Figure 1: Structures of PAM1 to PAM3.

PAM2 and PAM3 possess some structural dissimilarity. First, PAM2 possesses two 2-hydroxyethoxy chains and two amide groups in the benzamide configuration while PAM3 contains four of each. It is important to mention that the alcohol chains are positioned for synthetic ease. The synthesis and gelation properties of PAM1 are reported in the literature [39]. PAM1 was used in this study as a control molecule because of the absence of 2-hydroxyethoxy chains in its structure, providing a reliable comparison.

Results and Discussion

The synthetic pathway toward PAM2 and PAM3 is shown in Scheme 1. Starting from commercially available 4-hydroxybenzoic acid, iodination was performed to obtain compound 1 in excellent yield (93%). Then, 2-hydroxyethoxy chains were installed using K2CO3 to obtain compound 2 in good yield (61% yield). Amidation using diisopropylcarbodiimide (DIC) and 6-chlorohydroxybenzotriazole (6-ClHOBt) as coupling agents was then performed, followed by protection of the hydroxy moiety with TBS in order to facilitate the further synthetic steps by increasing the solubility of the compound (57% yield over 2 steps). Then, by using a standard Castro–Stephens–Sonogashira coupling, TMS protecting groups were installed (73% yield). After basic removal of the alkyne protective group, the half-macrocycle 5 was obtained by Castro–Stephens–Sonogashira coupling with previously reported 3,5-diiodooctylbenzene [39] in good yields despite of the possible polymerization side reaction (54% yield). TMS-protected alkynes were, then, installed on the half-macrocycle to afford compound 6 which can be deprotected using potassium hydroxide and directly used in modified Eglinton ring closing reaction in pseudo-high dilution to afford hydroxy-protected PAM. Deprotection was directly performed without purification using TBAF to afford PAM2 in good yields (88% yield). Same approach was used for PAM3. Starting from previously synthesized compound 3, the half-macrocycle 9 was obtained by standard Castro–Stephens–Sonogashira coupling with dialkyne 8 in good yield (59%). It is noteworthy that compound 8 was obtained from oxidative deprotection of compound 7. After installing TMS-protected alkynes with good yields (compound 10, 80% yield), selective removal of TMS using potassium hydroxide and ring closing reaction under modified Eglinton conditions were performed to afford a TBS protected PAM. Deprotection of TBS using TBAF was then realized without purification to afford PAM3 in rather low yield. We hypothesized that this low yield can be due to the increased steric hindrance for compound 10 (2 OTBS groups) compared to compound 6 (1 OTBS group), impairing the macrocyclization reaction and leading to a significant amount of oligomerized product. It is noteworthy that purification of PAM3 was realized by precipitation in methanol. Standard column chromatography was not effective due to the low solubility of the macrocycle after deprotection of the hydroxy-containing side chains.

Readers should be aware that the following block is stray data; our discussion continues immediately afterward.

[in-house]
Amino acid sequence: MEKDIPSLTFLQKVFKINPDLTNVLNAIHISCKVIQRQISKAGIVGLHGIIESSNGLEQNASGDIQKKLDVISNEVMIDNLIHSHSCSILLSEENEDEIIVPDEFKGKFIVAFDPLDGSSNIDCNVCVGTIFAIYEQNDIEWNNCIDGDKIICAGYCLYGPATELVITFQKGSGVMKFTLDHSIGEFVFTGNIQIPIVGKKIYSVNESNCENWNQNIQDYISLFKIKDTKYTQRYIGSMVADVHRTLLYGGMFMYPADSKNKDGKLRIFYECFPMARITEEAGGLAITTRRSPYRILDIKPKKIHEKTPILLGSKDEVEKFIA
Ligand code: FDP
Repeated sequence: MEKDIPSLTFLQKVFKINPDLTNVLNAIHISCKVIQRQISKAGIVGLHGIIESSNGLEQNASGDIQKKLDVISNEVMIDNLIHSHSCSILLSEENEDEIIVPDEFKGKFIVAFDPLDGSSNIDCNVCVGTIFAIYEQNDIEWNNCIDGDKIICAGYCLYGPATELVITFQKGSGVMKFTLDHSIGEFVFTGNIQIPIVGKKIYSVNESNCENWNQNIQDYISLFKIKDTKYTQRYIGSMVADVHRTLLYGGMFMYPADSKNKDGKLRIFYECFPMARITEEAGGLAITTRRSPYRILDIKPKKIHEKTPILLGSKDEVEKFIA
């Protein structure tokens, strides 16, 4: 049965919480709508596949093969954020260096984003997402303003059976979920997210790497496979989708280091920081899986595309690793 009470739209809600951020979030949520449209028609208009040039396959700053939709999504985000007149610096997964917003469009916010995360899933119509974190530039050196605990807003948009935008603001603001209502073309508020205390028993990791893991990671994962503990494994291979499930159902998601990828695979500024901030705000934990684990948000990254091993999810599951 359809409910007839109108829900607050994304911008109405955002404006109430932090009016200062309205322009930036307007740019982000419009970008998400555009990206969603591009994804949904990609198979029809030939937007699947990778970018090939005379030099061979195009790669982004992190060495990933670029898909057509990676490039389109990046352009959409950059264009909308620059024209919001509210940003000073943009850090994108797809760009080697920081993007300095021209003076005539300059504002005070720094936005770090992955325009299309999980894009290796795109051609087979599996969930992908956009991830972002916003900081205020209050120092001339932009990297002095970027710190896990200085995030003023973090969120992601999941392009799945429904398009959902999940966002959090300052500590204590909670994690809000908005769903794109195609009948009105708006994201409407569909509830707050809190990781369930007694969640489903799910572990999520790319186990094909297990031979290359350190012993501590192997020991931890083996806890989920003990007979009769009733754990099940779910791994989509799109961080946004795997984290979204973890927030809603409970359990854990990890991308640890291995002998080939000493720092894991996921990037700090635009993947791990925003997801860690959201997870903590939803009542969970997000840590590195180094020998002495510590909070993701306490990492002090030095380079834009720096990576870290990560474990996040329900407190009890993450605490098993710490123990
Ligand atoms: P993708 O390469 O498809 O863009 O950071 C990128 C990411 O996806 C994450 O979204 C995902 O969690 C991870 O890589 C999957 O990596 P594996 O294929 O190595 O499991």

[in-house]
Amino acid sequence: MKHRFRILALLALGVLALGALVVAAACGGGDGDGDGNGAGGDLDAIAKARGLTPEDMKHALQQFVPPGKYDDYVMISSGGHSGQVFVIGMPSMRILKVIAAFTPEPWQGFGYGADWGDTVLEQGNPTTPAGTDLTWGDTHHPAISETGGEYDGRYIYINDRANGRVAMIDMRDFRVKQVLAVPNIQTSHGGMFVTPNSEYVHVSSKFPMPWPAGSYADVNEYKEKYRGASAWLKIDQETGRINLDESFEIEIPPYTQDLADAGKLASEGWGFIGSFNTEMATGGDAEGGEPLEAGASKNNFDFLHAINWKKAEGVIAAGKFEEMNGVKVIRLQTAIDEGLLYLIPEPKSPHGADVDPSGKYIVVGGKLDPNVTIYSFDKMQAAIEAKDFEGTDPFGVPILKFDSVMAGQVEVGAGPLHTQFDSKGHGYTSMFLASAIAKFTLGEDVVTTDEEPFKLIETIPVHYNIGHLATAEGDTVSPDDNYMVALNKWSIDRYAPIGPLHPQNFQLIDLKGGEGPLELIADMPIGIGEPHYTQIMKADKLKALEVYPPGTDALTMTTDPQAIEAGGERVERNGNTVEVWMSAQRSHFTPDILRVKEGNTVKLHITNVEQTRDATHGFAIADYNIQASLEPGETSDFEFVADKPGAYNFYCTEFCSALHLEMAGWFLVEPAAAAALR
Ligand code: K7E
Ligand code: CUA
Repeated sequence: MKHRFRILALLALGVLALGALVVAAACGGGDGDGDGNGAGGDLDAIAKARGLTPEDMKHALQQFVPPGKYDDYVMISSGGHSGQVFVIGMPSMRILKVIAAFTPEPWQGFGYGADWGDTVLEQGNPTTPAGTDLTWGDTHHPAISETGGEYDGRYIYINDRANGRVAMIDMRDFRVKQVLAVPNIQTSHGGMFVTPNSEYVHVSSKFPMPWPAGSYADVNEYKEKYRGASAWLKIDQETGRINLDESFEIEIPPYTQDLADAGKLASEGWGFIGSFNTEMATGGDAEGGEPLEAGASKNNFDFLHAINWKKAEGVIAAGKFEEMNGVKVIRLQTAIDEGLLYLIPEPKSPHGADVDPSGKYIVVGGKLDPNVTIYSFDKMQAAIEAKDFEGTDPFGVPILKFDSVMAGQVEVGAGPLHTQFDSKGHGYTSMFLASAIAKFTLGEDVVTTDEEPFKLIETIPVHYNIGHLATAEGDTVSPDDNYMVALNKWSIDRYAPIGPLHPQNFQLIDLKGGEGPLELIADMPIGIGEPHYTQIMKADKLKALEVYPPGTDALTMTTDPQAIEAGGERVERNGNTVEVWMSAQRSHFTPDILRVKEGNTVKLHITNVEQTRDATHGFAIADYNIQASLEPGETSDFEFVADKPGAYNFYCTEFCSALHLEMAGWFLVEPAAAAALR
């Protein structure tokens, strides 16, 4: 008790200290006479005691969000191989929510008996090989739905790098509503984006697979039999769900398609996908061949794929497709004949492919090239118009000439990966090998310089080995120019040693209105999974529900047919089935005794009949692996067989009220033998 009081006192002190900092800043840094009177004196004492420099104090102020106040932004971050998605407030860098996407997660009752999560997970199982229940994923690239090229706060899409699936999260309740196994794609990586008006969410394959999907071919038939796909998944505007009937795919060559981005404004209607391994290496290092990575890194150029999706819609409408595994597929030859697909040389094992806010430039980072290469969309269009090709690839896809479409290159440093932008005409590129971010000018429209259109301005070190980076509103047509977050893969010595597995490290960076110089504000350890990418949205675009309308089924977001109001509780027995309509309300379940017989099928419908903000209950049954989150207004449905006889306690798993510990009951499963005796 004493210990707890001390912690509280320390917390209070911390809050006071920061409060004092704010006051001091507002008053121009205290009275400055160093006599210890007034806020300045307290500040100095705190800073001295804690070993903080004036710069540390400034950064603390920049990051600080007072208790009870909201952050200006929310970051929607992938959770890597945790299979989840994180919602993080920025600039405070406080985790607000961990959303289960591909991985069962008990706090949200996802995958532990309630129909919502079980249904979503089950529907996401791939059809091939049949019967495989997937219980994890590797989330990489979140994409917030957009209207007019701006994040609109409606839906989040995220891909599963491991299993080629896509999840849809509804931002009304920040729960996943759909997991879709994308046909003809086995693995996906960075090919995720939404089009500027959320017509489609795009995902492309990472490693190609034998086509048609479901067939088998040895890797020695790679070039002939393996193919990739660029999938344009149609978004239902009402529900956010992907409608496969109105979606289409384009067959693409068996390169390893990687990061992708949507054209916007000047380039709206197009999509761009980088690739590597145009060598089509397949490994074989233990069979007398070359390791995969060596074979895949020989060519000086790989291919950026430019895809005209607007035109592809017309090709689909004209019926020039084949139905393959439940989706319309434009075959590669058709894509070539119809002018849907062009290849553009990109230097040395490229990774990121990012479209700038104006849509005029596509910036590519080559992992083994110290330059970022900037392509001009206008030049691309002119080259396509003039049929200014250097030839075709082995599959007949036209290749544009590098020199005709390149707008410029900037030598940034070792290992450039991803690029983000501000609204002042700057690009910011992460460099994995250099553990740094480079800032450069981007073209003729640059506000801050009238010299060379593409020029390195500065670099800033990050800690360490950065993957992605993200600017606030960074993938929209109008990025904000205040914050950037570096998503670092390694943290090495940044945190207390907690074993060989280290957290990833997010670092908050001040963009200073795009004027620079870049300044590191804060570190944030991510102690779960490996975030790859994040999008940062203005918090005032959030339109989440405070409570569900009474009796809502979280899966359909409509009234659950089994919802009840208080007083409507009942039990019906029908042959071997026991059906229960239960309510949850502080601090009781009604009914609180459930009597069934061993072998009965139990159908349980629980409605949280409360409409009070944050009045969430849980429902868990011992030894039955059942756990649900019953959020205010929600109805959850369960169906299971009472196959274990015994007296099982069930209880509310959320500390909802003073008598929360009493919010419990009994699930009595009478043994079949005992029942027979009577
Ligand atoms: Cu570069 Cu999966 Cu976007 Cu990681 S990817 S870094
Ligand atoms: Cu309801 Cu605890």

Scheme 1: Synthetic pathway to PAM2 and PAM3.

The gelation properties of PAM2 and PAM3 have been studied and compared to those of PAM1. For each PAM, a precise quantity was mixed with the solvent in a capped glass tube. After sonication to breakdown the aggregates, the mixture was heated until a clear solution was obtained. Then, the solution was allowed to slowly cool at room temperature and the formation of the gel was confirmed in each case by the tube inversion method [39]. The gelation properties of PAM1, PAM2 and PAM3 in different solvents are summarized in Table S1 (Supporting Information File 1). PAM2, containing two amides and two 2-hydroxyethoxy side chains, has exactly the same gelation properties as PAM1, demonstrating the absence of the influence of the addition of side chains on the gelation properties. In the case of PAM3, however, most of the solvents tested did not lead to gel formation. Thus, only cyclohexane and toluene resulted in a partial gel state. The presence of four amide functions and four 2-hydroxyethoxy groups lead to a significant decrease of solubility, even in hot solvents, limiting the formation of organogels.

In order to investigate the crystallization temperature of solvents within the gel and to compare the influence of the 2-hydroxyethoxy side chains on the thermal stability of the gel, two gel samples were prepared with PAM1 and PAM2 in cyclohexane at a 10 mg/mL concentration and subjected to differential scanning calorimetry (DSC). The DSC analysis was carried out at temperatures ranging from 298 to 223 K. In both cases, a very sharp exotherm attributable to the crystallization of supercooled solvent was observed (see Figure S22 and S23 in Supporting Information File 1). For PAM2, the exotherm at 279 K is closer to the freezing point of cyclohexane (280 K) than for PAM1, which has an exotherm at 267 K. This result suggests that the gel of PAM2 might be less organized than that of PAM1. By heating the gel from 223 to 298 K, an endotherm was observed in both cases, which is closely related to the melting point of free cyclohexane [39].

To explore the morphology of the structures created during the gel formation, scanning electron microscopy (SEM) was performed on PAM2 only since PAM3 did not present any gelation properties. For SEM analysis, a gel sample was allowed to dry at room temperature on a metallic substrate to form a xerogel. Then, gold was sputtered on the sample prior to imaging. SEM images of PAM2 are shown in Figure 2. As previously observed with PAM1 and other phenylacetylene macrocycles, a dense network of nanofibrils was formed during the gelation process [42-48]. These nanofibrils, commonly observed in the gel state, resulted from the strong intermolecular interactions that create long-range one-dimensional arrays of molecules [49,50].